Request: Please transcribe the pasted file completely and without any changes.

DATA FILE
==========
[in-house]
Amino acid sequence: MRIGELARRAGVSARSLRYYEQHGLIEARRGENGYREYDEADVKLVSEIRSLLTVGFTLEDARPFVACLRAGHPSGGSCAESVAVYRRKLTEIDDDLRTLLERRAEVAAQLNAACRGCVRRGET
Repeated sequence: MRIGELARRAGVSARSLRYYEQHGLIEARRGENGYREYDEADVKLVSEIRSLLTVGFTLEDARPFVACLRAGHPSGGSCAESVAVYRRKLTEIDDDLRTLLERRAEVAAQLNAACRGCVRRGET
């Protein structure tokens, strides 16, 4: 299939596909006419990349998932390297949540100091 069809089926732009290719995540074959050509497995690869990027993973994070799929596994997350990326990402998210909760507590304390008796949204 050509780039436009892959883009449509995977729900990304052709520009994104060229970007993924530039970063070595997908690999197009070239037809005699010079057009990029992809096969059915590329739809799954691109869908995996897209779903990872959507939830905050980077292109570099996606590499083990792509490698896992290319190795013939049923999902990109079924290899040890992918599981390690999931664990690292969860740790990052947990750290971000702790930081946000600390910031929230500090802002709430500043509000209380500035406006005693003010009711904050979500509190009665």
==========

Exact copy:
[in-house]
Amino acid sequence: MRIGELARRAGVSARSLRYYEQHGLIEARRGENGYREYDEADVKLVSEIRSLLTVGFTLEDARPFVACLRAGHPSGGSCAESVAVYRRKLTEIDDDLRTLLERRAEVAAQLNAACRGCVRRGET
Repeated sequence: MRIGELARRAGVSARSLRYYEQHGLIEARRGENGYREYDEADVKLVSEIRSLLTVGFTLEDARPFVACLRAGHPSGGSCAESVAVYRRKLTEIDDDLRTLLERRAEVAAQLNAACRGCVRRGET
């Protein structure tokens, strides 16, 4: 299939596909006419990349998932390297949540100091 069809089926732009290719995540074959050509497995690869990027993973994070799929596994997350990326990402998210909760507590304390008796949204 050509780039436009892959883009449509995977729900990304052709520009994104060229970007993924530039970063070595997908690999197009070239037809005699010079057009990029992809096969059915590329739809799954691109869908995996897209779903990872959507939830905050980077292109570099996606590499083990792509490698896992290319190795013939049923999902990109079924290899040890992918599981390690999931664990690292969860740790990052947990750290971000702790930081946000600390910031929230500090802002709430500043509000209380500035406006005693003010009711904050979500509190009665």